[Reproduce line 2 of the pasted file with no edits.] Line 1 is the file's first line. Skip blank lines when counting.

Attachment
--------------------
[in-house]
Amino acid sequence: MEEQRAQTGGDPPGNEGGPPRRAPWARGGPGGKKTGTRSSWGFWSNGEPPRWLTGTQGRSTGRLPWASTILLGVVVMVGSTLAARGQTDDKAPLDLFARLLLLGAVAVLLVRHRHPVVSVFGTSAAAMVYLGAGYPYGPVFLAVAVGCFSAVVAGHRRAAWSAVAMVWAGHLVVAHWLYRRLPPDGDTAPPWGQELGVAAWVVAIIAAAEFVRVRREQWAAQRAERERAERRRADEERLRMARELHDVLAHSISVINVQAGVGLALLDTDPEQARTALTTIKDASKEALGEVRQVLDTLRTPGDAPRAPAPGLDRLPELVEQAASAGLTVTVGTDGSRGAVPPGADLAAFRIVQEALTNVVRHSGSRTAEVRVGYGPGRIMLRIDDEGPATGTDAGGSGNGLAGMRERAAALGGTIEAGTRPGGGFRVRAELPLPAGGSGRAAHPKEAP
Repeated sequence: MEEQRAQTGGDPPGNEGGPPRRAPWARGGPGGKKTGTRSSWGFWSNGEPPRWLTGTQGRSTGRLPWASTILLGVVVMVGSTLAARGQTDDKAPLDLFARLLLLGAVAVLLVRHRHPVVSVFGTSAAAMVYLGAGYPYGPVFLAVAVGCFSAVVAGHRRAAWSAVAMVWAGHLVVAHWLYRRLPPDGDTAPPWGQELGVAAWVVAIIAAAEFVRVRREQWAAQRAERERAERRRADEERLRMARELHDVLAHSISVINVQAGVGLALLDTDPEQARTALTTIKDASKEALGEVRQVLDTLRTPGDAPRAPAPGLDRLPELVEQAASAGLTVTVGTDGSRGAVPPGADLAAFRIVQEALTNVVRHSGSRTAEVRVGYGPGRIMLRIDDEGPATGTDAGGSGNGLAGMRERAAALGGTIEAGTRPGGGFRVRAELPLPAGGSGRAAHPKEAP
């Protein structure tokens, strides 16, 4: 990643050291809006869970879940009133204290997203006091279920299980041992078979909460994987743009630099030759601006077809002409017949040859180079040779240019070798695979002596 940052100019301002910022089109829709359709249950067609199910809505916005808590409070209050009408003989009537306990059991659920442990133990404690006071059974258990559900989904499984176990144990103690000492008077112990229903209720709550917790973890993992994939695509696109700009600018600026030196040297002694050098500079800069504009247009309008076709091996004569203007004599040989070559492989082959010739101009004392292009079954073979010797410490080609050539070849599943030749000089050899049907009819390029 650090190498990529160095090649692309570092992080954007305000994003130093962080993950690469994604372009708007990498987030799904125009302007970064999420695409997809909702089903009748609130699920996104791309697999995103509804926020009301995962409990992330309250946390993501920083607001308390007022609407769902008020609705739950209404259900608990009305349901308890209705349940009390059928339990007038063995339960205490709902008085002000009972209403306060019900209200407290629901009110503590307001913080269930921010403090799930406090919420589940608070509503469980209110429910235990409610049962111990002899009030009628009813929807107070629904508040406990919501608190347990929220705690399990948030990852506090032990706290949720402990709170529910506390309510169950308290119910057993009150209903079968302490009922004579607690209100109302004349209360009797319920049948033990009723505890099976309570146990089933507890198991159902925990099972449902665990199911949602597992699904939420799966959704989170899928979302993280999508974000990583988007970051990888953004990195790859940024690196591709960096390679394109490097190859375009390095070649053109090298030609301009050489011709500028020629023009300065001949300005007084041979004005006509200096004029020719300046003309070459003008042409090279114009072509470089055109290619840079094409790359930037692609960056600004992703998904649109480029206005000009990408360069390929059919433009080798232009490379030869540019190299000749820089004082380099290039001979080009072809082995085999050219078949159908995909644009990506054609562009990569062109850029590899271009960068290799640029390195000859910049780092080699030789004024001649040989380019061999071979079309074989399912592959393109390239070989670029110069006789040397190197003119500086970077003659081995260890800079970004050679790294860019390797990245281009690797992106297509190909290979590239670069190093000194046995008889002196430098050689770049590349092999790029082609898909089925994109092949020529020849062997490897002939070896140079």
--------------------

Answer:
Amino acid sequence: MEEQRAQTGGDPPGNEGGPPRRAPWARGGPGGKKTGTRSSWGFWSNGEPPRWLTGTQGRSTGRLPWASTILLGVVVMVGSTLAARGQTDDKAPLDLFARLLLLGAVAVLLVRHRHPVVSVFGTSAAAMVYLGAGYPYGPVFLAVAVGCFSAVVAGHRRAAWSAVAMVWAGHLVVAHWLYRRLPPDGDTAPPWGQELGVAAWVVAIIAAAEFVRVRREQWAAQRAERERAERRRADEERLRMARELHDVLAHSISVINVQAGVGLALLDTDPEQARTALTTIKDASKEALGEVRQVLDTLRTPGDAPRAPAPGLDRLPELVEQAASAGLTVTVGTDGSRGAVPPGADLAAFRIVQEALTNVVRHSGSRTAEVRVGYGPGRIMLRIDDEGPATGTDAGGSGNGLAGMRERAAALGGTIEAGTRPGGGFRVRAELPLPAGGSGRAAHPKEAP